Blog post by Nick Butler: Can economic diplomacy rescue the energy sector?
Fatih Birol, the Executive Director of the International Energy Agency has proposed a unique G20 initiative bringing together producers and consumers to re-establish and orderly market. To succeed that initiative should include the major private sector players and important producing countries such as Norway which are not part of either OPEC or the G20, writes Nick Butler in this comment.
Since the beginning of the year, even taking into account the recent limited rally, oil prices have fallen by more than 50 per cent. Natural gas prices, already low, have fallen by a quarter. The falls reflect the imbalance of supply and demand. In response the sector is cutting capex, and might well have to reduce dividends and staff numbers as well. The risk is that short term actions could produce further longer term problems if the reductions in activity undermine the industry’s ability to meet future needs. The question is whether an exceptional act of economic diplomacy can rescue the situation and restore much needed stability.
March was the cruellest month for the world’s energy sector. CV 19 began to have a direct and dramatic impact on demand, prices and stock market valuations. Th
e prospect of prolonged lockdowns and the cessation of much normal economic activity have led to repeated reductions in the estimates of energy demand over the next few months. Last week the authoritative advisory firm Rystad predicted a 16 percent decline in oil demand in April contributing to a year on year fall in 2020 of almost 5 million barrels a day.
The impact of CV19 has been compounded by the dispute over market shares and fears of even greater oversupply as Saudi Arabia, Russia and the United States compete to sell oil into a shrinking market – resulting in a growing and in many places unsustainable level of unused stocks. Across the world from the North Sea to North Dakota, activity is being cut back, new projects postponed and jobs are being lost. Energy producers, including those in many already fragile states, are beginning to suffer. The loss of revenue hurts companies first but in countries overwhelmingly dependent on oil exports the fall in income is destructive to the whole economy. In the Middle East and Africa the risks of social unrest and political instability are high.
At the same time there is no great comfort for consumers. Cuts in investment by companies large and small, public and private, open the prospect of supplies being inadequate once the pandemic is over and public begin to drive and fly again. New projects take time to develop and once postponed cannot be instantly revived and brought onstream.
Equally there is no comfort for those pursuing an orderly energy transition. With oil, gas and coal prices so low it will be even harder to deliver the necessary gradual shift to renewables and other low carbon sources of supply.
Energy is vital to modern economic life and some measure of stability and predictability is essential to stimulate the billions of dollars of investment capital needed to meet the needs of a global population which even if CV19 kills a million people will still be around 85 million larger by the end of this year than it was at the end of 2019.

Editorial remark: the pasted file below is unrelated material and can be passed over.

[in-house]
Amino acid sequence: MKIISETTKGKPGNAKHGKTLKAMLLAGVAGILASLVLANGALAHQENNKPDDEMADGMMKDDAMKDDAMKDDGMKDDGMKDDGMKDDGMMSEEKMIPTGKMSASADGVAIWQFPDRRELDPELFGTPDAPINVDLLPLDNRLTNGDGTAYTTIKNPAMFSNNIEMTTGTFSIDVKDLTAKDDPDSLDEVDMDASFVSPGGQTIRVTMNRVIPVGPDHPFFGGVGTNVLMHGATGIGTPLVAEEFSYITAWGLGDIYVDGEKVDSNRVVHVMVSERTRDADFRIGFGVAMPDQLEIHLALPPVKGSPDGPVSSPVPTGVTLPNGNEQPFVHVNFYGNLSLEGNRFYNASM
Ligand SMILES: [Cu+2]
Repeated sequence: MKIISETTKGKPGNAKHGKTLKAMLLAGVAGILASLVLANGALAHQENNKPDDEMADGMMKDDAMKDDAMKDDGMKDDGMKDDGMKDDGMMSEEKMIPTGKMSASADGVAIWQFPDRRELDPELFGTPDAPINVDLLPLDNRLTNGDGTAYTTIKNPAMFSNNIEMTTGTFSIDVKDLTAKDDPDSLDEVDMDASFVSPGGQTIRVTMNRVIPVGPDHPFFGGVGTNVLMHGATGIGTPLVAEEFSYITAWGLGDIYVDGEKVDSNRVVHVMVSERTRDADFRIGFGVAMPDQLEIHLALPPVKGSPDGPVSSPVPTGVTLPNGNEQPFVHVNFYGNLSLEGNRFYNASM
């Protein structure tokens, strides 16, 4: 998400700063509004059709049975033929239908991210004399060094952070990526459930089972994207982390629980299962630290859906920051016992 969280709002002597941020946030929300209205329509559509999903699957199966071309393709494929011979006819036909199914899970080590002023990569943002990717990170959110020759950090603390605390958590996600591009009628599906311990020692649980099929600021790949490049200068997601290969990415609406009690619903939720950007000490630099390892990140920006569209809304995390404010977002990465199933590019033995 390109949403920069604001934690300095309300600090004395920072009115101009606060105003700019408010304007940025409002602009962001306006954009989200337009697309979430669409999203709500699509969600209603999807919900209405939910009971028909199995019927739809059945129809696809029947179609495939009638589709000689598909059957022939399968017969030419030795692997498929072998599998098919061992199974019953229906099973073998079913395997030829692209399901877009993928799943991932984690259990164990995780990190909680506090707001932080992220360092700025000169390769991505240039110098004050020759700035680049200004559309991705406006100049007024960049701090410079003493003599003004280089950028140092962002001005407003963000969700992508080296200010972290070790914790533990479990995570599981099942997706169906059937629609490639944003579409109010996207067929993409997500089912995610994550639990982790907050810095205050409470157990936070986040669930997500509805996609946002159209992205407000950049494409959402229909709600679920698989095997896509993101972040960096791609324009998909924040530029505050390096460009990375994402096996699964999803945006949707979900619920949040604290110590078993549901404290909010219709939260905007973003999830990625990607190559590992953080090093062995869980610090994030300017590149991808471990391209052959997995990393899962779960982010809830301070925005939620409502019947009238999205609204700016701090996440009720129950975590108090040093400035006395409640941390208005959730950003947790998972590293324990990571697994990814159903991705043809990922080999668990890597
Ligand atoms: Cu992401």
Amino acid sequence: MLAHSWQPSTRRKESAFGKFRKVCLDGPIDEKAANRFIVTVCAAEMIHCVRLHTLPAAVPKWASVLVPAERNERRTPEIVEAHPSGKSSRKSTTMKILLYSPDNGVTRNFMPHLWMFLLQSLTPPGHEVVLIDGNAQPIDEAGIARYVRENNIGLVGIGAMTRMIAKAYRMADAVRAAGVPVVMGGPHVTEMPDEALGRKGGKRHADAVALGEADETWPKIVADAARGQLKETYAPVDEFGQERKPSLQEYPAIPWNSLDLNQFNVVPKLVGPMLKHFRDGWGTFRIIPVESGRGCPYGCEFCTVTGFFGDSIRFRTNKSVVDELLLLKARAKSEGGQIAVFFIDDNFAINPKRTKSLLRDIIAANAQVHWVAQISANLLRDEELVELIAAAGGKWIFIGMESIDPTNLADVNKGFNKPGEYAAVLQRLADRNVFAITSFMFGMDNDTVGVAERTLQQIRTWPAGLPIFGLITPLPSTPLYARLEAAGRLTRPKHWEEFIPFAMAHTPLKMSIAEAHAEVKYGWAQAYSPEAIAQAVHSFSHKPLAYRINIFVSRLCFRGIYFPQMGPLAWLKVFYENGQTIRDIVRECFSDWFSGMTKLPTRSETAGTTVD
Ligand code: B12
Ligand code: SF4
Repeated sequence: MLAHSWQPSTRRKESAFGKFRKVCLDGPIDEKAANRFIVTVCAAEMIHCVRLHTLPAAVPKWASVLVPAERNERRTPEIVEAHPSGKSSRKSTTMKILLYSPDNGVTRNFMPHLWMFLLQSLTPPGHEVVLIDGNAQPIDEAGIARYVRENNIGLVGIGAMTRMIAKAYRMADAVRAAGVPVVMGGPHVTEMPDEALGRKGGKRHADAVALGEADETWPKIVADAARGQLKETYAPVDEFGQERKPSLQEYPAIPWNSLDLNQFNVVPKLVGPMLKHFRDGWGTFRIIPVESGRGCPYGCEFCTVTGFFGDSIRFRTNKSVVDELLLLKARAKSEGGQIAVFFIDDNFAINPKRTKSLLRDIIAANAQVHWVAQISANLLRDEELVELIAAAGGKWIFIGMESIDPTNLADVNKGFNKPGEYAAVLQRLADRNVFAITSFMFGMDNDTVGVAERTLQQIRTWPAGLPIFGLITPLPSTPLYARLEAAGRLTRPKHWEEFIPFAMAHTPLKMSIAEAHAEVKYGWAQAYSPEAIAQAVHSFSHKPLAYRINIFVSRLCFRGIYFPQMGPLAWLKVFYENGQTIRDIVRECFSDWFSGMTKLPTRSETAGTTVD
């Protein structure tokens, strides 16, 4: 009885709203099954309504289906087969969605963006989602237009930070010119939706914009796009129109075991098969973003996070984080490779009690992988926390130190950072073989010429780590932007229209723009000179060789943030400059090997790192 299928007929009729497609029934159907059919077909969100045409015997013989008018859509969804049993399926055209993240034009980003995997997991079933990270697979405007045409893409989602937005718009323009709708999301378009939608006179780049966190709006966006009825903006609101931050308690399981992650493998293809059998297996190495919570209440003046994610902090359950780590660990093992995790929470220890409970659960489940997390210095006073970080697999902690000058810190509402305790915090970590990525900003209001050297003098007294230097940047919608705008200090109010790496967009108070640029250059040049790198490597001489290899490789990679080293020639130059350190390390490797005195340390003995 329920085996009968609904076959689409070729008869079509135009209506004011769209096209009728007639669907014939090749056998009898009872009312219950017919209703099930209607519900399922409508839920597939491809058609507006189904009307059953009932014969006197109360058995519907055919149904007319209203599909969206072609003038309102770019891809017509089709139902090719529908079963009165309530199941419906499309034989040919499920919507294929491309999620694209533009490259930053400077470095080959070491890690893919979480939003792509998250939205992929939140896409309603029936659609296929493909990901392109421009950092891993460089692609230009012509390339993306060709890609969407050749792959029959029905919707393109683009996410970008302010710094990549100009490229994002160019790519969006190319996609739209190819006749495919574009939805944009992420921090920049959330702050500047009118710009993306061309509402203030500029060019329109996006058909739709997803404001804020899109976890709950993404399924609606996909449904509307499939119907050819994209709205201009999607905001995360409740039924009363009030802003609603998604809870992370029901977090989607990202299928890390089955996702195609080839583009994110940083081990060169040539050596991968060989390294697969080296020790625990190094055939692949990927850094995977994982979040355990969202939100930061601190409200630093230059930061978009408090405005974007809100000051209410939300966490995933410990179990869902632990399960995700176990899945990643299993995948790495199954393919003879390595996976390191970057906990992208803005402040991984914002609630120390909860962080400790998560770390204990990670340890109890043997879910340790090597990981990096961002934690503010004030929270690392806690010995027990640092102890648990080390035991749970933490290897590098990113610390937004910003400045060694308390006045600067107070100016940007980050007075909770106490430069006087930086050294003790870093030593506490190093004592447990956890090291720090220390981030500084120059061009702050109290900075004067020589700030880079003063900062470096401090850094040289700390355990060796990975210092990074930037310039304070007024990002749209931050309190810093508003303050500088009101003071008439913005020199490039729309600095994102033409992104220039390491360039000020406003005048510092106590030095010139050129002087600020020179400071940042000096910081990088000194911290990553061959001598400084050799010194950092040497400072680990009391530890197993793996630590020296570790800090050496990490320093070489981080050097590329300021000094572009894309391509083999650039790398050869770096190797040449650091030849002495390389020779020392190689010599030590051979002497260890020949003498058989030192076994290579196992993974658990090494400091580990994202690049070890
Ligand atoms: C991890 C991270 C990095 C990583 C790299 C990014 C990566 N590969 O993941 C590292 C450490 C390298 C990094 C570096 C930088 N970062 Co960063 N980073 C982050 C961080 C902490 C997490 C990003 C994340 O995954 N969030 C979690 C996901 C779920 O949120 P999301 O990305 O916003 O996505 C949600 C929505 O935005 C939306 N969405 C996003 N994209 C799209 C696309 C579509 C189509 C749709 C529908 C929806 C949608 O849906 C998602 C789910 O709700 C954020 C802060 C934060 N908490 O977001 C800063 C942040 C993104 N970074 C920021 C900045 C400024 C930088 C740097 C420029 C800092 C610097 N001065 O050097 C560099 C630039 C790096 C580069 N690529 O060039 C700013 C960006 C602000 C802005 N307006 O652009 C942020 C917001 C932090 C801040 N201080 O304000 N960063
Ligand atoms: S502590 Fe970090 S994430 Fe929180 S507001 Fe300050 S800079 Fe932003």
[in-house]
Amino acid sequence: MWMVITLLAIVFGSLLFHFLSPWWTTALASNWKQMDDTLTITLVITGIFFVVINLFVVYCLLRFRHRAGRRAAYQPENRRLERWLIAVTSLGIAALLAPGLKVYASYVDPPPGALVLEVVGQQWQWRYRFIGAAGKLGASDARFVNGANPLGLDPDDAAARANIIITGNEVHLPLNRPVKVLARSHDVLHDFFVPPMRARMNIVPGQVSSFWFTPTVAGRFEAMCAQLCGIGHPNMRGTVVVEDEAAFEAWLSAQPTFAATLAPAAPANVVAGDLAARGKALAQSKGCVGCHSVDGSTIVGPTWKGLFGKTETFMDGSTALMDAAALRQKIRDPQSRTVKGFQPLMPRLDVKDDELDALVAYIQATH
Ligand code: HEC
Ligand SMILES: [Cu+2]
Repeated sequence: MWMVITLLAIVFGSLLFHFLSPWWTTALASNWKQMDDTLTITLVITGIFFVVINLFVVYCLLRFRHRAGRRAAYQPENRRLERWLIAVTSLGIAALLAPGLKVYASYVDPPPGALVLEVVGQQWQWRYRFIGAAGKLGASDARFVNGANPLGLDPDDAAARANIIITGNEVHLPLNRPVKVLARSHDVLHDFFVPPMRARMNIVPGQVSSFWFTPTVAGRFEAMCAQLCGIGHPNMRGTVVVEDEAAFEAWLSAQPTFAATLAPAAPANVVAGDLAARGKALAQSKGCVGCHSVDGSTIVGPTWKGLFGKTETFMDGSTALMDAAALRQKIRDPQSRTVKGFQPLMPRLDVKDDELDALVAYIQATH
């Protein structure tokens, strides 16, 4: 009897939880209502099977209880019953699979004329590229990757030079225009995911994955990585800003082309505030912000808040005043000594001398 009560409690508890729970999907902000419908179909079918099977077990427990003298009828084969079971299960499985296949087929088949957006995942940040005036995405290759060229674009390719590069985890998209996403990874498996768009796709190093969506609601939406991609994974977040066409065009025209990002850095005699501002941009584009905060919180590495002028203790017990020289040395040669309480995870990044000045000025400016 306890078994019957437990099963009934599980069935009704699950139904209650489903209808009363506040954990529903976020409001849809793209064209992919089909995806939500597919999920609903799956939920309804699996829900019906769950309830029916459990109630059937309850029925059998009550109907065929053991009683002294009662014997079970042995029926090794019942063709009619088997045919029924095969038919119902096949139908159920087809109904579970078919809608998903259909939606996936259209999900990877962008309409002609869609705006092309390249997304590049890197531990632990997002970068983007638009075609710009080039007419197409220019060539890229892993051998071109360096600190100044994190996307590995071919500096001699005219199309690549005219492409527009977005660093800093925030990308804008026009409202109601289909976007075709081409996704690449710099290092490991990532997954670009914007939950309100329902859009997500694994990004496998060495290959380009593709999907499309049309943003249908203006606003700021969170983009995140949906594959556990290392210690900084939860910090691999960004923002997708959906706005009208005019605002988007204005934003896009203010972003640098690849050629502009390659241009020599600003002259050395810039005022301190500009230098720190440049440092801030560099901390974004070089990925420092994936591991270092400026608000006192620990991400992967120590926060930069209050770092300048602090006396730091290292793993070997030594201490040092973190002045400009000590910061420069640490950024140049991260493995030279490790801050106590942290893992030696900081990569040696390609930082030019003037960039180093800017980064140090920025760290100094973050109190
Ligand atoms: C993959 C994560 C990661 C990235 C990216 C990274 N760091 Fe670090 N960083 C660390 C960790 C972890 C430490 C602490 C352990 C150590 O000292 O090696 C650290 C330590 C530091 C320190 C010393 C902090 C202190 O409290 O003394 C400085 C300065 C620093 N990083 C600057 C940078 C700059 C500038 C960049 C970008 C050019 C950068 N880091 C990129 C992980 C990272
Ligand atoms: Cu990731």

The challenge is global and requires a global response, through a new level of global cooperation which recognises both the universal common interest in some measure of stability and the fact that no single country or group can now control the market. Fatih Birol, the Executive Director of the International Energy Agency has proposed a unique G20 initiative bringing together producers and consumers to re-establish and orderly market. To succeed that initiative should include the major private sector players and important producing countries such as Norway which are not part of either OPEC or the G20.
Of course, all this could be left to the free market – but that creates the risk of even greater instability as prices fall to a market clearing level. That would mean less investment, more job losses and an even greater shortfall in future supplies. If prices fall even further from current levels many of the smaller and more marginal developments in areas such as the North Sea would be uneconomic and will simply be halted. That represents an unnecessary and damaging loss of resources, of wealth creation and of jobs in the industry and in all the supporting service businesses.
Finding a solution acceptable to all will not be simple. But the creation of the international financial institutions by John Maynard Keynes at Brenton Woods was not simple, nor were the G20 agreements engineered by Gordon Brown, the British Prime Minister at the time of the 2008 financial crisis. Exceptional times require exceptional measures and a move beyond narrow national or ideological interests.
To be successful the outcome must be fair with a balance of sacrifice and gain. It must also be dynamic. The market is changing all the time and any agreement must be flexible if it is to last. Sceptics will undoubtedly say that the levels of trust necessary for a global agreement to be reached and maintained are absent. The argument against that is the last three months have given us a clear indication of just how great the costs will be if agreement is indeed beyond reach.